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Can Diesel Repeat Its Y2K Success?

The designer-denim pioneer, now under the creative direction of Glenn Martens, continues to build momentum among the young and hot.
Models walk the runway at Diesel's Spring/Summer 2023 show in Milan.
Models walk the runway at Diesel's Spring/Summer 2023 show in Milan. (Getty Images)

MILAN — The crowd at Wednesday’s Diesel show in Milan’s Allianz Cloud arena was 5,000 people deep.

Filling a stadium isn’t easy, even when the tickets are free. And it wasn’t just the size of the audience that was notable, but also its quality — reflecting Diesel’s still-fresh transformation from dated designer-denim pioneer into a cool fashion label for the young and hot.

Gen-Z celebrities, like Gossip Girl actor Evan Mock, were surrounded by rows of students and other young fashion obsessives, dressed like characters straight out of “Euphoria” in candy-coloured suiting and sparkling eye makeup.

Just a few hours later at the Diesel store near Milan’s Duomo, the event was already being broadcast on giant screens, positioned next to looks from designer Glenn Marten’s autumn lineup for the brand.

Martens’ take on Diesel harkens back to its height of cool in the early aughts, when it was best known for ultra low-rise — and ultra dirty — washes, with some iterations made to look like the wearer had rolled around in a field of wet grass, or with rips big enough to expose whole swaths of gleaming thigh. His designs recall those days of extreme distress, with the silver foil on a pair of €495 ($486) jeans flaking off for the sake of style. (Collection pieces are mostly priced between €500 and €1,000, a bit higher than the main line, where jeans start at €150.)

At the store, fashion kids rummaged around — like one wearing an Ambush sweatshirt — filing through his €425 sleek-as-a-racecar bags and €795 wrestling belt-style cummerbunds. While many are surely fans of Martens’ work at Y/Project, where he has helped lead the revival of that coarse-but-sexy look of the late 1990s and early 2000s, Diesel gives him another level of exposure and offers a broader range of consumers access to his designs.

Diesel has always been a big business, and the engine of Italian entrepreneur Renzo Rosso’s OTB group— which also includes Maison Margiela, Marni and Jil Sander — generating the largest share of the group’s $1.5 billion revenues last year.

But despite its continued heft, Diesel’s relevance had been waning since the mid-2000s, when its tarnished, overworn look was replaced at the mall by cleaner, darker propositions from the likes of J.Brand and later Frame.

Diesel’s attempts to rekindle the consumer fire—including a four-year partnership with Lady Gaga-collaborator Nicola Formichetti in the 2010s—came as momentum was draining from the premium denim category, as well as the department stores and malls that had championed the category. The brand struggled to reverse the tide, and by 2019, its US subsidiary filed for bankruptcy protection.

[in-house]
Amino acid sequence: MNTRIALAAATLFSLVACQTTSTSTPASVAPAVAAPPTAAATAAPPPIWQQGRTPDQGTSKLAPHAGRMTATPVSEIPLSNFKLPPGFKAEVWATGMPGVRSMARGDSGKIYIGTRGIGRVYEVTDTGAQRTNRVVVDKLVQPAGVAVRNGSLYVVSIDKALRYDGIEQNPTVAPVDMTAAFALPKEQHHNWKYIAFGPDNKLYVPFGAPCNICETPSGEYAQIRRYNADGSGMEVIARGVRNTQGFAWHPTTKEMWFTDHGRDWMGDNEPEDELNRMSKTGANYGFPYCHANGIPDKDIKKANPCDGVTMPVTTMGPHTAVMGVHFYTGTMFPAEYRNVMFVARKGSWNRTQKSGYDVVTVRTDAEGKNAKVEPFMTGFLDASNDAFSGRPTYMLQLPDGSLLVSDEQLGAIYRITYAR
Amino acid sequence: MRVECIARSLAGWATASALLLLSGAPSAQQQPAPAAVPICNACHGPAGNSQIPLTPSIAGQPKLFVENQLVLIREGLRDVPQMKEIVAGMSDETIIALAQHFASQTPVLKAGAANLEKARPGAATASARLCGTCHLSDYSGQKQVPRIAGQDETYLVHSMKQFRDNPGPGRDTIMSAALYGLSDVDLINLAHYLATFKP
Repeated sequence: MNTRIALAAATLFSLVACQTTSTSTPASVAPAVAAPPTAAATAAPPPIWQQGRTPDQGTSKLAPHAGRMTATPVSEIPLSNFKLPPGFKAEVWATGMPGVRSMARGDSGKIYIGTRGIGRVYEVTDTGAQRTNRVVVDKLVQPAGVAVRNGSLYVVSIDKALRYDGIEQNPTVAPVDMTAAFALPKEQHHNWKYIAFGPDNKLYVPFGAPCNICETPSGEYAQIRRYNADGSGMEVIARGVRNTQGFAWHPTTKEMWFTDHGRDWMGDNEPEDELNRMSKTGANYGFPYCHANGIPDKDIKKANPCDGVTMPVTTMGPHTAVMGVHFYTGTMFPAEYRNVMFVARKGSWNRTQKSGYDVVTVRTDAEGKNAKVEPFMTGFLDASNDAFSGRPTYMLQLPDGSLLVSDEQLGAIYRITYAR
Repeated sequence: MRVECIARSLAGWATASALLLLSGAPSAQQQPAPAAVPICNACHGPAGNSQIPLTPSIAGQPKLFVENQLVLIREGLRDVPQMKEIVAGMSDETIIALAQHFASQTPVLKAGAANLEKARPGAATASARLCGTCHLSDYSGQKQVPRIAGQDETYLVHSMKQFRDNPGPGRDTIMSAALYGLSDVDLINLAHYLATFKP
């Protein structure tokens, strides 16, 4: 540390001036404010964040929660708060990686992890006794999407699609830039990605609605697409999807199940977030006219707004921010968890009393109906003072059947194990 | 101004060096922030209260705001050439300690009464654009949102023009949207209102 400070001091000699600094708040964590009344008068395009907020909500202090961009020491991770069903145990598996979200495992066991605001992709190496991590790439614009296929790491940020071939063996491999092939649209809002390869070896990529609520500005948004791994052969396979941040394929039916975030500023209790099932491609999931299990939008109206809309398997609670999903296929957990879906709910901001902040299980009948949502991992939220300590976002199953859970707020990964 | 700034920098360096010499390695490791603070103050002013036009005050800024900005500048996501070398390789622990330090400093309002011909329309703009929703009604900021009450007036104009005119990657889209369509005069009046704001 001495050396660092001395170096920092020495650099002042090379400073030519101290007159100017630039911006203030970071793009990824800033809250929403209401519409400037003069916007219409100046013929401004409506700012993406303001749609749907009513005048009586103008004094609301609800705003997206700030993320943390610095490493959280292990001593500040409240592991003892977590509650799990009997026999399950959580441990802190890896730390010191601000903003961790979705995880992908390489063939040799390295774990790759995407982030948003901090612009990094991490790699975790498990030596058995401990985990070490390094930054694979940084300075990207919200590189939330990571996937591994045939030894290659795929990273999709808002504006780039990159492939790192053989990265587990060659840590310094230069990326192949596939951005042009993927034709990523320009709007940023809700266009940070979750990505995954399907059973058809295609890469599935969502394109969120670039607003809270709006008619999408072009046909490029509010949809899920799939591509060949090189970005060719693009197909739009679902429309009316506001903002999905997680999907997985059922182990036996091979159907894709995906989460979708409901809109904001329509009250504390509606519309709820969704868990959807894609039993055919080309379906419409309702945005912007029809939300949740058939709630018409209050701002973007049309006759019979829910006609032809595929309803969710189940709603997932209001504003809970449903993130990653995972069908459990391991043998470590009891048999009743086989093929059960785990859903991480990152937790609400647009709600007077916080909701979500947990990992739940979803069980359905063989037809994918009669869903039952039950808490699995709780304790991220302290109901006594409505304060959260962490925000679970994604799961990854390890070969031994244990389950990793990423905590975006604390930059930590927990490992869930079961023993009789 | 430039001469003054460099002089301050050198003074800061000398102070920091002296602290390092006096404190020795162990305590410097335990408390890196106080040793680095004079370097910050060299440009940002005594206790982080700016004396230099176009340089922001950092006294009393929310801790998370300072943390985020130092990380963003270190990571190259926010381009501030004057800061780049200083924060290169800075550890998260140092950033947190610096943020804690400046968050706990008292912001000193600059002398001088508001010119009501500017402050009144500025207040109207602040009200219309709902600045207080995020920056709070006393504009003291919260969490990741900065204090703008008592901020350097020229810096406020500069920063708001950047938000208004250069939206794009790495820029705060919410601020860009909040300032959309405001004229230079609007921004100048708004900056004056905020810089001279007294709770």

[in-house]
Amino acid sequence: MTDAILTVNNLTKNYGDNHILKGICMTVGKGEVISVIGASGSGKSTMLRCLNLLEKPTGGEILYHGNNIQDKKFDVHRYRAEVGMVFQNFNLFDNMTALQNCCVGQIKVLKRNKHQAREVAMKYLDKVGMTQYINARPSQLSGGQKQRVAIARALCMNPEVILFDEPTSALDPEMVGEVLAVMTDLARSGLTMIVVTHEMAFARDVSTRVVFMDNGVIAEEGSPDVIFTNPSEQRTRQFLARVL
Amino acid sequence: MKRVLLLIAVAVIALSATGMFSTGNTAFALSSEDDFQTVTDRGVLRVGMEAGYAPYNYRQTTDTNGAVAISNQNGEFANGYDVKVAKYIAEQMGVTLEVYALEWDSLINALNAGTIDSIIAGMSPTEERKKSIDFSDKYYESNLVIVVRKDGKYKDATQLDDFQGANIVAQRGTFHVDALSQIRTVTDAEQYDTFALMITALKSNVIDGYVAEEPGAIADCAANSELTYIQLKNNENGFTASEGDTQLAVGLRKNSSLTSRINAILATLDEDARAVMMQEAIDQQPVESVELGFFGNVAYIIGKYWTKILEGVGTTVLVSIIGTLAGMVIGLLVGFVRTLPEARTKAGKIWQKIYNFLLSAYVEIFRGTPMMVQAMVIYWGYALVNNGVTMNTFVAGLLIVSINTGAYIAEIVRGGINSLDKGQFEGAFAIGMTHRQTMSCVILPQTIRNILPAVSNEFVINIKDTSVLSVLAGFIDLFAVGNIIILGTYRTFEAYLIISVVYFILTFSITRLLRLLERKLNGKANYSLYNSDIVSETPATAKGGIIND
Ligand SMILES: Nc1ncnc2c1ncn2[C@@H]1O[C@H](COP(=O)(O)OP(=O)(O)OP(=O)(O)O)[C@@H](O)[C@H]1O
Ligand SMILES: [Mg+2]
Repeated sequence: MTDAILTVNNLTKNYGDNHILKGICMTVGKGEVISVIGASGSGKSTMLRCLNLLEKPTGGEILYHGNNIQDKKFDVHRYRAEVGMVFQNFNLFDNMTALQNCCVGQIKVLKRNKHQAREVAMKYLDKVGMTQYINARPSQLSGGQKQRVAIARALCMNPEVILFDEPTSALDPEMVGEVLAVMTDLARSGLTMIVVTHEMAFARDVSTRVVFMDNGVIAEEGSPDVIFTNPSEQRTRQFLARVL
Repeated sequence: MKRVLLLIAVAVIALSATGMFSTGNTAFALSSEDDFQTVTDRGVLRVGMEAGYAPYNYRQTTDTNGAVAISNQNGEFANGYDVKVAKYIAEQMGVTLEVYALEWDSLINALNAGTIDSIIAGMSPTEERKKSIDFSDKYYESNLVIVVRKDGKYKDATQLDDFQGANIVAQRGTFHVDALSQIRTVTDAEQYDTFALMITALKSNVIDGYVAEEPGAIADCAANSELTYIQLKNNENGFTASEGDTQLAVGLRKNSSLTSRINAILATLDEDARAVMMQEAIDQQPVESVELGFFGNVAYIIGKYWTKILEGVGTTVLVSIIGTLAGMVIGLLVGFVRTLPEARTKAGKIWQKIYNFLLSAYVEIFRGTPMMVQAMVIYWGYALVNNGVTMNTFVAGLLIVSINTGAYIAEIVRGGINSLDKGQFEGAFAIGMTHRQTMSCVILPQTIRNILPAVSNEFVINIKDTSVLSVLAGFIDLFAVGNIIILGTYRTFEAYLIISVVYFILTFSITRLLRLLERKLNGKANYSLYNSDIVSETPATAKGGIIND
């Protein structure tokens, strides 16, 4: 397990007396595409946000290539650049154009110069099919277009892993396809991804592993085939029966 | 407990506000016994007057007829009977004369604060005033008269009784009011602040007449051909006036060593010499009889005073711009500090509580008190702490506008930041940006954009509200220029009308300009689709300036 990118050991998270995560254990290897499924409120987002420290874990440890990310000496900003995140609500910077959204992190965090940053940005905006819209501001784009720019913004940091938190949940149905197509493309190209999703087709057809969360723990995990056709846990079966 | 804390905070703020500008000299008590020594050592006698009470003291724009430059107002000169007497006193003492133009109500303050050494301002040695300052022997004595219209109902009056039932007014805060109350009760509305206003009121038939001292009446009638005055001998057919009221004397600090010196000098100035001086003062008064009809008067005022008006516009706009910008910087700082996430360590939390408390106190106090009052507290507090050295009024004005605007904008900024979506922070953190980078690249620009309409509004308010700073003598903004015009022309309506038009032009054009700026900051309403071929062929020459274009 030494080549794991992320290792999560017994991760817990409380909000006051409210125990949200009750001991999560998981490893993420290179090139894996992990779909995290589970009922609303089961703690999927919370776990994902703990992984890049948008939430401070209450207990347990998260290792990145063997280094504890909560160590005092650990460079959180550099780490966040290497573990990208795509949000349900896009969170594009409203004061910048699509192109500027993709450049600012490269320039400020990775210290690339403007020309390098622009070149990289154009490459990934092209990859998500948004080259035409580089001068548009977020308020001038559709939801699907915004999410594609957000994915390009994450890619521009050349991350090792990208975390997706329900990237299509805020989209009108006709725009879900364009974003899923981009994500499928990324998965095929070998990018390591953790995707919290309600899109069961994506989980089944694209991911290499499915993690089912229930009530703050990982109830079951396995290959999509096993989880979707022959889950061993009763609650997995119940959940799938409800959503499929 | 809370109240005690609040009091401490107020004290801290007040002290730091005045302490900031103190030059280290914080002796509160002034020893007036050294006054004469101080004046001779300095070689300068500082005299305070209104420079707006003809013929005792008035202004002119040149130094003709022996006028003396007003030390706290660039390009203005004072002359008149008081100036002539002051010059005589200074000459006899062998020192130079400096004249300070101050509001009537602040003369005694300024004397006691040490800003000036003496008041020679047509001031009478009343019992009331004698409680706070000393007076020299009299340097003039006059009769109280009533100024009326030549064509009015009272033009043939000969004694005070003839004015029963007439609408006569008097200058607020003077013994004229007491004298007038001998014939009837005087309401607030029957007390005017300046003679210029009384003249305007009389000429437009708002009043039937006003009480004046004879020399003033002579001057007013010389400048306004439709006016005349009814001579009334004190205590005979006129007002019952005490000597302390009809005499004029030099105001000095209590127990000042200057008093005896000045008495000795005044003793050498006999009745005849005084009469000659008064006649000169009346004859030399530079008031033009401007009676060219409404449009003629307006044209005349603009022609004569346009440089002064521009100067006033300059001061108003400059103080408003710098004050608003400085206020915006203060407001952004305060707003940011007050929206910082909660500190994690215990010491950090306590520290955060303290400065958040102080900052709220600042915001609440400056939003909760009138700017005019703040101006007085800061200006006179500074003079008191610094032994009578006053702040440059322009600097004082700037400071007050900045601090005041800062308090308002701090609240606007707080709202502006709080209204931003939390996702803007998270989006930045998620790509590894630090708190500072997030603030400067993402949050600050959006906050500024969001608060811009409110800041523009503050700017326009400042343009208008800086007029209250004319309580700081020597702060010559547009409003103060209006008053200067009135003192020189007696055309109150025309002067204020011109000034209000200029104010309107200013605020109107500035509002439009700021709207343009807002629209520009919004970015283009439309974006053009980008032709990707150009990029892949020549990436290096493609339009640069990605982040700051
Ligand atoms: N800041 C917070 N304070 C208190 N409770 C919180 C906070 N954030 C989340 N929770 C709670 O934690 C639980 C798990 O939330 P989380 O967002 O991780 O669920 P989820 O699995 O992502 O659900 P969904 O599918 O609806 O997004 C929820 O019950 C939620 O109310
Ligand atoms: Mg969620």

Then came Y/Project’s designer Martens, who was originally tapped for a one-off collaboration through the brand’s “Red Tag” programme in 2018.

Two years later, in 2020, as the coronavirus pandemic was making it especially tough for independent designers, Rosso convinced Martens to come aboard as Diesel’s creative director, tasking him with a revamp the company’s product offering and image while continuing to design Y/Project.

The bet on Martens appears to be paying off. While parent company OTB does not break out sales for individual brands, it cited progress on Diesel as a key driver of growth in 2021. Sales rose 16 percent year-on-year, and were flat from 2019. Not extraordinary given the large increases in sales seen by many competitors after the first year of the pandemic, but respectable considering the number of undesirable wholesale accounts Diesel had exited as a part of its repositioning.

As OTB weighs a potential IPO, Diesel’s continued success under new CEO Eraldo Poletto, who joined in July, will remain crucial to the health of the company.

Online, the social media conversation around Diesel has expanded, up 69 percent of the past year, according to tracking firm Launchmetrics. Spikes were attributed to Julia Fox’s Ye-styled Diesel look last February, Nicole Kidman in Diesel on the cover of Perfect magazine in August, and an increase in influencer placements.

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Retail partners, too, are increasingly enthusiastic. After exiting scores of underperforming retail locations and discount-prone wholesale boutiques — and sacrificing around €400 million in turnover along the way — the brand is finally winning the high-fashion adjacencies Rosso desires. Just before New York Fashion Week, the company co-hosted a late-night party with upscale independent retailer The Webster at a club in East Williamsburg, celebrating a capsule collection of Glenn Martens’ designs for Diesel, reworked in the store’s in the signature pink.

Laure Hériard Dubreuil, The Webster’s founder and CEO, called Martens’ Diesel an “avant-garde voyage.”

Of course, two collections is rarely enough to change the perception of a brand as big and well-known as Diesel — especially when the entire product offering is much broader than Martens’ vision. But it’s clear that Rosso has hit on something with his new star — the test will be whether the brand can win favour beyond the fervent fashion fan.

Further Reading

With a new CEO and strategic plan, the original ‘designer denim’ label is serious about making a comeback. But can it modernise its approach while staying true to its history?

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